Do you have to sit straight up to play trumpet correctly?

Discussion in 'Trumpet Discussion' started by Haste2, Sep 9, 2013.

  1. Haste2

    Haste2 Piano User

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    Um, yeah. I have pectus excavatum. Just wondering if leaning back slightly might be better for some players. Often it feels like I get the chest-expanding breathing when I'm sitting back on a chair, casually. Maybe it's only because I'm most relaxed in such situations? I always assumed I had to sit perfectly straight while playing, though. Or maybe there are multiple ways you can sit to open up your airways?
     
  2. Mamba21500

    Mamba21500 Piano User

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    I'm sure I'll be torn apart for this, but.

    Studies show that you want to keep the angle between your torso and legs as large as possible when seated as it reduces the strain on your back muscles and decreases disk movement.

    Sitting as much as we do is completely unnatural though, stand whilst you play the trumpet as much as you can, your breathing and back will love you for it!
     
  3. gmonady

    gmonady Utimate User

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    Also depends on girth. If portly and sitting down, this would put more constraint on the diaphragm.
     
  4. gmonady

    gmonady Utimate User

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    Do you have reference to those studies. It is my impression that sitting up straight should be fine and should not really effect the alpha angle between your lips and trumpet which is the real angle that matters. Rowuk, could we have a clarification here?
     
  5. Mamba21500

    Mamba21500 Piano User

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    Certainly!

    Here's an article from the BBC directly concerning it

    BBC News - Sitting straight 'bad for backs'

    If you also look at studies done on kneeling chairs (which open up the angle between your torso and legs), they range from suggesting negligible effect to suggesting it may benefit your back. If you go on the Wiki page for these chairs ( Kneeling chair - Wikipedia, the free encyclopedia ), you can get links to the studies in the references at the bottom.

    The angle between your lips and the trumpet doesn't need to be affected by your seating position, simply sitting further forwards in the chair works for me (I use an adjustable office chair set to its maximum height). My back is still at a right angle to the floor, but the angle between my torso and my legs is about 100-110 degrees (not quite optimum, but still better according to my research).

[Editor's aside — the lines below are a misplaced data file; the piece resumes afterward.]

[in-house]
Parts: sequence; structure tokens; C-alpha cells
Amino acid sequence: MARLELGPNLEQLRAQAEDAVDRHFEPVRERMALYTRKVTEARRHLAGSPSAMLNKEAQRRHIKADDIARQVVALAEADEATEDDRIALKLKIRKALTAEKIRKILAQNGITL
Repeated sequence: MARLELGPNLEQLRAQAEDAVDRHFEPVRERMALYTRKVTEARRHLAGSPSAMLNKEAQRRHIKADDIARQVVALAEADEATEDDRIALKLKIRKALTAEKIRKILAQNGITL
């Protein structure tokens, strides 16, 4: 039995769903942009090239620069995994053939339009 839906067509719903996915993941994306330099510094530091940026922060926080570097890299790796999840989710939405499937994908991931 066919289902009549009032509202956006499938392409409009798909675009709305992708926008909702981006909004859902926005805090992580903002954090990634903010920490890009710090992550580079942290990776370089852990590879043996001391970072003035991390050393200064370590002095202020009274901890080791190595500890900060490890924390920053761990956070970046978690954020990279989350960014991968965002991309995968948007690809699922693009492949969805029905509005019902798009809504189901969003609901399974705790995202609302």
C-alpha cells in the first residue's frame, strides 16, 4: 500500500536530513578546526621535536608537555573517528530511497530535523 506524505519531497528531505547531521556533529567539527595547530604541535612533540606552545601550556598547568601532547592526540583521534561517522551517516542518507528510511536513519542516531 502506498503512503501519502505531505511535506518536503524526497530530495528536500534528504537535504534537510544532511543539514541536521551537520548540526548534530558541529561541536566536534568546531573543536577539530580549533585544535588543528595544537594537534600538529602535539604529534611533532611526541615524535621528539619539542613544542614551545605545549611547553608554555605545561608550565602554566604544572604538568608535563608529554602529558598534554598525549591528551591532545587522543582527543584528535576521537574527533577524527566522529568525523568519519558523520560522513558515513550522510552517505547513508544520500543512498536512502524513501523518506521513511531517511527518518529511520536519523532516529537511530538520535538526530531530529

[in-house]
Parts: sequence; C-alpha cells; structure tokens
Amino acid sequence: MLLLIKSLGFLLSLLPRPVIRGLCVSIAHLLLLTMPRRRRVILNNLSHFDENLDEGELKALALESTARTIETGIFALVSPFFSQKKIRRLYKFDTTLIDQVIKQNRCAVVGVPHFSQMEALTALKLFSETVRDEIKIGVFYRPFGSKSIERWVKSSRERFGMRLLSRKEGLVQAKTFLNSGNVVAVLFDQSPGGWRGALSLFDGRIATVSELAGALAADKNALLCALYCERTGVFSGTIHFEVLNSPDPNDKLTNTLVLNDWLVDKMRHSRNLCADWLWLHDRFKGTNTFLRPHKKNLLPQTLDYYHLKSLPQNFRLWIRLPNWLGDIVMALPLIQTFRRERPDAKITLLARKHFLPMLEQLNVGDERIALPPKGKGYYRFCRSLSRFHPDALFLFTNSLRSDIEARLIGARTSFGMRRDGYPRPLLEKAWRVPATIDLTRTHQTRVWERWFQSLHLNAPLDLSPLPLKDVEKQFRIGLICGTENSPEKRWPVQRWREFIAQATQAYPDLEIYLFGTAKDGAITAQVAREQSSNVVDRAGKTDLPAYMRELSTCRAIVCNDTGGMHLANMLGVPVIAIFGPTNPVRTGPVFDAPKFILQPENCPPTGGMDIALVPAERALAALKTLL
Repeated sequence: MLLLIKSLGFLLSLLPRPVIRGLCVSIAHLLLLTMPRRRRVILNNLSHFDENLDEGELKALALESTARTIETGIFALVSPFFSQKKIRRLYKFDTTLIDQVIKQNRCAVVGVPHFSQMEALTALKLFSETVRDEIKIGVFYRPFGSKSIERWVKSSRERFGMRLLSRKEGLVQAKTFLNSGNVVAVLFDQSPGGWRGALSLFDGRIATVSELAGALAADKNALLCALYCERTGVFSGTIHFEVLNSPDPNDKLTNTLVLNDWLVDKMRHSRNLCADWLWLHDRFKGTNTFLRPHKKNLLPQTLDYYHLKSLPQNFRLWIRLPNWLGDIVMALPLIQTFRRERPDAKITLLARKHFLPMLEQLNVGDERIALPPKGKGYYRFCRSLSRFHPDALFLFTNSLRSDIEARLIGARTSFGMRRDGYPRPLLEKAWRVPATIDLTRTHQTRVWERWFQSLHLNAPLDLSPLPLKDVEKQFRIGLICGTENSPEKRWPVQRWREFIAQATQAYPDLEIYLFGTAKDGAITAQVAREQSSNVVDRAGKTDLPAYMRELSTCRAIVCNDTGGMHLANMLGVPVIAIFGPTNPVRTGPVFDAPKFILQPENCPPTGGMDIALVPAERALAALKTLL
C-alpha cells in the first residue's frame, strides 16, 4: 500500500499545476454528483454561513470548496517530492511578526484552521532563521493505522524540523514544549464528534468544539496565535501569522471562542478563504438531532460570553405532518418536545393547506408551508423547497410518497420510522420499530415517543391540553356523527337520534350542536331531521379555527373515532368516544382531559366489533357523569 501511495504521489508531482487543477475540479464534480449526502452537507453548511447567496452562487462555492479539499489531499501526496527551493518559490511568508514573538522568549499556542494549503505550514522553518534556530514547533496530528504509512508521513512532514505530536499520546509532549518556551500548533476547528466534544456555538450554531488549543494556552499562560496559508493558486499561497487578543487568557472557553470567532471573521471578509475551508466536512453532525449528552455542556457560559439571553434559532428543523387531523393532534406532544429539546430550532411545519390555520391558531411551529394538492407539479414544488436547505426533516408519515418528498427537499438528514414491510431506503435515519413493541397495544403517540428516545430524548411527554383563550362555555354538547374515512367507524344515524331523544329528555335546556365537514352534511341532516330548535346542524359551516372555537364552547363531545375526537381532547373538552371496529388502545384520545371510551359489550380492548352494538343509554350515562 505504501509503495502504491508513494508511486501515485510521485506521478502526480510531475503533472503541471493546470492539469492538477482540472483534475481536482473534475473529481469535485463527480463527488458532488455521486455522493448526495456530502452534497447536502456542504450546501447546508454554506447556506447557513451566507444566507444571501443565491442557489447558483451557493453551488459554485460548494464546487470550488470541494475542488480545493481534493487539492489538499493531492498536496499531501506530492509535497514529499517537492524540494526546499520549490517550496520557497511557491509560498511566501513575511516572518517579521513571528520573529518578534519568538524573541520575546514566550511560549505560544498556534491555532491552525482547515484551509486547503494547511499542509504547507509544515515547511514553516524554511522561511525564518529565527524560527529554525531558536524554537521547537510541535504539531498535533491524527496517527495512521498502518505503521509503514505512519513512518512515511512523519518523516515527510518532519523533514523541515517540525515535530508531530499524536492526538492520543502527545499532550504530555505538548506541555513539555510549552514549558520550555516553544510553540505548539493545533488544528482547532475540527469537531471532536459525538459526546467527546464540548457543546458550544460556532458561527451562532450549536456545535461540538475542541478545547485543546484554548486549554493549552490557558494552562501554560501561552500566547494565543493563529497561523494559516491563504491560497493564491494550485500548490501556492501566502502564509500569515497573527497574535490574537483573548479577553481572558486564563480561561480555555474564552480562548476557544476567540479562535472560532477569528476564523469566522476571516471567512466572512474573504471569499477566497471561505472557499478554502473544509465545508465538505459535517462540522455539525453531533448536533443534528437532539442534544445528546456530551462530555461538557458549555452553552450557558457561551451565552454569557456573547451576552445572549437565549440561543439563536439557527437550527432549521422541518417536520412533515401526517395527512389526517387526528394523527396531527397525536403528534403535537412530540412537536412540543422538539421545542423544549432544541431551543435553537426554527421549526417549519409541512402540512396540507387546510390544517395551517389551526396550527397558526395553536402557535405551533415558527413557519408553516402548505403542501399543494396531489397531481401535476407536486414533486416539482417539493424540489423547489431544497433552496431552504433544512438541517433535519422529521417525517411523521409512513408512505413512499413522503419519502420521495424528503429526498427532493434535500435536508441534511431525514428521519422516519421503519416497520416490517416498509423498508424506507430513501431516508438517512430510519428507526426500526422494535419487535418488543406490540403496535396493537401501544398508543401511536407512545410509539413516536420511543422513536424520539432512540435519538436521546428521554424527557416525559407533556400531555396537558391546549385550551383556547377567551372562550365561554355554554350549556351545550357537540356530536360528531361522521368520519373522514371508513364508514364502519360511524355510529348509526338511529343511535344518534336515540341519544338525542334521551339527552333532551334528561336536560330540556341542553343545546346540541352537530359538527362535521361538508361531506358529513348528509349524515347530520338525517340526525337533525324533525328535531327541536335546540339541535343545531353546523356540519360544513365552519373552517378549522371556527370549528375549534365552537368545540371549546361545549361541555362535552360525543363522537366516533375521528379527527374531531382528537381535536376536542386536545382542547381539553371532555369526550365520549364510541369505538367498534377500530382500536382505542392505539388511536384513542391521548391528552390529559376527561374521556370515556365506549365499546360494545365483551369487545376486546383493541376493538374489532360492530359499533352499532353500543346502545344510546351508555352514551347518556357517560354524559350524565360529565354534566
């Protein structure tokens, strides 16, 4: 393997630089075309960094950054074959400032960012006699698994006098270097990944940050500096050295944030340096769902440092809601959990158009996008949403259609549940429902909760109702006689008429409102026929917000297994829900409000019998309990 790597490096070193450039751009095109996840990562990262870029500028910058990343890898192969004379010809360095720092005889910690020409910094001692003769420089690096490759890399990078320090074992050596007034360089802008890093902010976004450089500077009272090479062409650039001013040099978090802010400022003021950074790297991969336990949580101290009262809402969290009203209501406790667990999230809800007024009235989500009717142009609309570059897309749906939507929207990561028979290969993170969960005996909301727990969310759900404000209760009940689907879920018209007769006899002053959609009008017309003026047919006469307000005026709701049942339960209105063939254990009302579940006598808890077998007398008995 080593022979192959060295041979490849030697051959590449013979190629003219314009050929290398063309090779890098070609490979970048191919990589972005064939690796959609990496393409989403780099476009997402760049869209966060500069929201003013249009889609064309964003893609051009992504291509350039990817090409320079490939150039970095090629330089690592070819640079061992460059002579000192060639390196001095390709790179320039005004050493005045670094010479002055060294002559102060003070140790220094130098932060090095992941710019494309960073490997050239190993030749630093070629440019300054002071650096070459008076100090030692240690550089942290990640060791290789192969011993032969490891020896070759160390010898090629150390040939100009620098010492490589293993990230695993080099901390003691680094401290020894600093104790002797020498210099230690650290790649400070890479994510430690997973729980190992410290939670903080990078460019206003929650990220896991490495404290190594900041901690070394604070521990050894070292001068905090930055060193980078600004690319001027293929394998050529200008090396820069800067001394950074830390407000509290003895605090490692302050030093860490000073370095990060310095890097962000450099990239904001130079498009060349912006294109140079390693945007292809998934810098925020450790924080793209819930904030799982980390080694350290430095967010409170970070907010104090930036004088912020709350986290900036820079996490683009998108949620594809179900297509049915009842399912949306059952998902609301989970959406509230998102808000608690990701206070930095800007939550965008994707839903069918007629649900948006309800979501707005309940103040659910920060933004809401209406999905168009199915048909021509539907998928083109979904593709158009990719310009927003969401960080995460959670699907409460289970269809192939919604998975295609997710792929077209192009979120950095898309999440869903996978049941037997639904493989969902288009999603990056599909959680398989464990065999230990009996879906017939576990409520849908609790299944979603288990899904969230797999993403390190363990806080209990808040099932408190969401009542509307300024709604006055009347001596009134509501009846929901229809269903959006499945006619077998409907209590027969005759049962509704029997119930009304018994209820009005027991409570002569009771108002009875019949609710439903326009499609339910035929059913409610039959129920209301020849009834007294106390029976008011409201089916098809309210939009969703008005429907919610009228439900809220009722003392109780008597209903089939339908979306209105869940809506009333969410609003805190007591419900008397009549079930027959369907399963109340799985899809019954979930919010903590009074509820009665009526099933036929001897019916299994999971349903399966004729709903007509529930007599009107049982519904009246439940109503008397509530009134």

6. JNINWI

    JNINWI Piano User

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    I am not a “Sit down” player at all, I’ve never liked sitting when playing, especially playing lead, due to breathing correctly. If I have to sit to play I have to be on the edge of the chair sitting straight up with one leg under me and the other leg out in front of me. Even then I feel like my breathing and compression are constricted as compared to standing. I have a wooden bar stool that I have cut down the legs a little and use this whenever possible for sitting down. It puts me up higher and lets me compress easier. I also teach my students to do their practicing standing for better compression.
     
  7. tobylou8

    tobylou8 Utimate User

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  8. jtpowell

    jtpowell Pianissimo User

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  9. tobylou8

    tobylou8 Utimate User

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    NO! He doesn't have his leg propped up on the arm. He's too tense! :cool:
     
  10. Ed Lee

    Ed Lee Utimate User

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    Where will we find the validated ergonomic physiologic treatise on sitting as inducement to task performance? IMO, what works for one will be the anathema of another. Would there be a significant difference in my trumpet performance were I to lay on the floor to play? To this question, my immediate answer is yes, because I'd find it difficult to see my music. Still, there are available technological systems that would make even this feasible. Otherwise, I don't think there would be an issue with my playing (that isn't present in whatever position I am in.) However, with my health issues, my main problem would be standing up again. Actually, to play my favored placement is on a backless high stool where my feet can still feet still touch the floor. (Actually my stool does have a back, but I seldom lean against it unless resting.)
     

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